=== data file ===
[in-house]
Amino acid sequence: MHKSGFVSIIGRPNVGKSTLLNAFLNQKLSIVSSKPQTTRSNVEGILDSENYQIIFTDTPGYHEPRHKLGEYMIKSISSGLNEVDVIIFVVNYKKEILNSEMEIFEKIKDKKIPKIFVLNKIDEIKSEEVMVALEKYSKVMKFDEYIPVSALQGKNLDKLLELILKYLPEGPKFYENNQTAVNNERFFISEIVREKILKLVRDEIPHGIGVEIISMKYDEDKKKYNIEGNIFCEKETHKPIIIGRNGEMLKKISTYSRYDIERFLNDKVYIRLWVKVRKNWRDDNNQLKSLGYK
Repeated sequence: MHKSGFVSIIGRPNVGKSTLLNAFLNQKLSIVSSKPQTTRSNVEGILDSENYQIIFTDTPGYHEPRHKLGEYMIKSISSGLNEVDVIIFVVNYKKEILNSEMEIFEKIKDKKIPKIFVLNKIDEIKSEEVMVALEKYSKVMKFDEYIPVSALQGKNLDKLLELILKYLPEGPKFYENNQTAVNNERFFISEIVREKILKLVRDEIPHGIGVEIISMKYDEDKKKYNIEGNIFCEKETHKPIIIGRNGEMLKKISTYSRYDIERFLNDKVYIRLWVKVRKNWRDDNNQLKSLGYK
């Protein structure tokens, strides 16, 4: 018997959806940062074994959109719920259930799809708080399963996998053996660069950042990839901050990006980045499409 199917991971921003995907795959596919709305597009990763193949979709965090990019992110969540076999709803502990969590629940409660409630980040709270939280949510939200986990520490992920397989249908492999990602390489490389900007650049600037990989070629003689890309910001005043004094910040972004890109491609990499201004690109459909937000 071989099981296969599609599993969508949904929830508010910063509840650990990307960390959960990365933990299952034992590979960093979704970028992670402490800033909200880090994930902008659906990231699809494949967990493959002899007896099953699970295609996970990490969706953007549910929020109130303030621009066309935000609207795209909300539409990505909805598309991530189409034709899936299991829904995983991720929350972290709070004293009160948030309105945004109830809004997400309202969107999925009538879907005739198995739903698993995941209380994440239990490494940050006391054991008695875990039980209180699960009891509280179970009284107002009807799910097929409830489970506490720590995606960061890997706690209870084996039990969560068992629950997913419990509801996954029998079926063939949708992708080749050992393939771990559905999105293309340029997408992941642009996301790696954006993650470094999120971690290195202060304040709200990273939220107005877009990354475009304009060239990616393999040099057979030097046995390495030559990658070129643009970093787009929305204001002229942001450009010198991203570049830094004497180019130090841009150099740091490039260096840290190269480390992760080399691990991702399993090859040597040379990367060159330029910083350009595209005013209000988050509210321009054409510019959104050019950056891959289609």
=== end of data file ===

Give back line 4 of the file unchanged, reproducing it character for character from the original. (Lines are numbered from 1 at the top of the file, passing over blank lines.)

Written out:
């Protein structure tokens, strides 16, 4: 018997959806940062074994959109719920259930799809708080399963996998053996660069950042990839901050990006980045499409 199917991971921003995907795959596919709305597009990763193949979709965090990019992110969540076999709803502990969590629940409660409630980040709270939280949510939200986990520490992920397989249908492999990602390489490389900007650049600037990989070629003689890309910001005043004094910040972004890109491609990499201004690109459909937000 071989099981296969599609599993969508949904929830508010910063509840650990990307960390959960990365933990299952034992590979960093979704970028992670402490800033909200880090994930902008659906990231699809494949967990493959002899007896099953699970295609996970990490969706953007549910929020109130303030621009066309935000609207795209909300539409990505909805598309991530189409034709899936299991829904995983991720929350972290709070004293009160948030309105945004109830809004997400309202969107999925009538879907005739198995739903698993995941209380994440239990490494940050006391054991008695875990039980209180699960009891509280179970009284107002009807799910097929409830489970506490720590995606960061890997706690209870084996039990969560068992629950997913419990509801996954029998079926063939949708992708080749050992393939771990559905999105293309340029997408992941642009996301790696954006993650470094999120971690290195202060304040709200990273939220107005877009990354475009304009060239990616393999040099057979030097046995390495030559990658070129643009970093787009929305204001002229942001450009010198991203570049830094004497180019130090841009150099740091490039260096840290190269480390992760080399691990991702399993090859040597040379990367060159330029910083350009595209005013209000988050509210321009054409510019959104050019950056891959289609």